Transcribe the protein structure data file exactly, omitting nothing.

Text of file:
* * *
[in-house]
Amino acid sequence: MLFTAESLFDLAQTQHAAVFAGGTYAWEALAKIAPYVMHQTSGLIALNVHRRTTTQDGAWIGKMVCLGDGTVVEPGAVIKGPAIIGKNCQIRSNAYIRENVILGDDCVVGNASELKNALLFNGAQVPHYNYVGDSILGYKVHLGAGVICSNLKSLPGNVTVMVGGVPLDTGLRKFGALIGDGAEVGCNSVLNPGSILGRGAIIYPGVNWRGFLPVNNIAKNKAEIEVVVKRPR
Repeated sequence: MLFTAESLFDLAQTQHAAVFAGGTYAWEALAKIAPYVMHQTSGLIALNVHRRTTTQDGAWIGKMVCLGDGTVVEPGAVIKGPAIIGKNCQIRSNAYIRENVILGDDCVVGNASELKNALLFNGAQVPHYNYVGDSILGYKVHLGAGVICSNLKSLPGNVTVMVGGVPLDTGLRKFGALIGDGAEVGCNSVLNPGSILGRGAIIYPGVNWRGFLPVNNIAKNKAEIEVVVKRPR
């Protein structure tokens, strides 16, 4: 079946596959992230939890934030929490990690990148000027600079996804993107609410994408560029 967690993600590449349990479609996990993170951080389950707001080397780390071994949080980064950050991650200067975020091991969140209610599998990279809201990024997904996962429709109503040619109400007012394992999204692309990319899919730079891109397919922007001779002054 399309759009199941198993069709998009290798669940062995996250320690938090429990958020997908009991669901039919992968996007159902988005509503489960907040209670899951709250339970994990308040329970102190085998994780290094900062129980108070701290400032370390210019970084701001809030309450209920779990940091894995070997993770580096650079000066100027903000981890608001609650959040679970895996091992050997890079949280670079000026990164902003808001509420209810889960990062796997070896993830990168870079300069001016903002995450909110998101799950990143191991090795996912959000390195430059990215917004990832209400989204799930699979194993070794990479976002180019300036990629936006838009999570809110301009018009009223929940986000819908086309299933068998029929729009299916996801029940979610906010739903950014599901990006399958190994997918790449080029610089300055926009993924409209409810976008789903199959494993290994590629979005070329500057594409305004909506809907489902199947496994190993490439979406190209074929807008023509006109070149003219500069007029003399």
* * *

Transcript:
[in-house]
Amino acid sequence: MLFTAESLFDLAQTQHAAVFAGGTYAWEALAKIAPYVMHQTSGLIALNVHRRTTTQDGAWIGKMVCLGDGTVVEPGAVIKGPAIIGKNCQIRSNAYIRENVILGDDCVVGNASELKNALLFNGAQVPHYNYVGDSILGYKVHLGAGVICSNLKSLPGNVTVMVGGVPLDTGLRKFGALIGDGAEVGCNSVLNPGSILGRGAIIYPGVNWRGFLPVNNIAKNKAEIEVVVKRPR
Repeated sequence: MLFTAESLFDLAQTQHAAVFAGGTYAWEALAKIAPYVMHQTSGLIALNVHRRTTTQDGAWIGKMVCLGDGTVVEPGAVIKGPAIIGKNCQIRSNAYIRENVILGDDCVVGNASELKNALLFNGAQVPHYNYVGDSILGYKVHLGAGVICSNLKSLPGNVTVMVGGVPLDTGLRKFGALIGDGAEVGCNSVLNPGSILGRGAIIYPGVNWRGFLPVNNIAKNKAEIEVVVKRPR
């Protein structure tokens, strides 16, 4: 079946596959992230939890934030929490990690990148000027600079996804993107609410994408560029 967690993600590449349990479609996990993170951080389950707001080397780390071994949080980064950050991650200067975020091991969140209610599998990279809201990024997904996962429709109503040619109400007012394992999204692309990319899919730079891109397919922007001779002054 399309759009199941198993069709998009290798669940062995996250320690938090429990958020997908009991669901039919992968996007159902988005509503489960907040209670899951709250339970994990308040329970102190085998994780290094900062129980108070701290400032370390210019970084701001809030309450209920779990940091894995070997993770580096650079000066100027903000981890608001609650959040679970895996091992050997890079949280670079000026990164902003808001509420209810889960990062796997070896993830990168870079300069001016903002995450909110998101799950990143191991090795996912959000390195430059990215917004990832209400989204799930699979194993070794990479976002180019300036990629936006838009999570809110301009018009009223929940986000819908086309299933068998029929729009299916996801029940979610906010739903950014599901990006399958190994997918790449080029610089300055926009993924409209409810976008789903199959494993290994590629979005070329500057594409305004909506809907489902199947496994190993490439979406190209074929807008023509006109070149003219500069007029003399």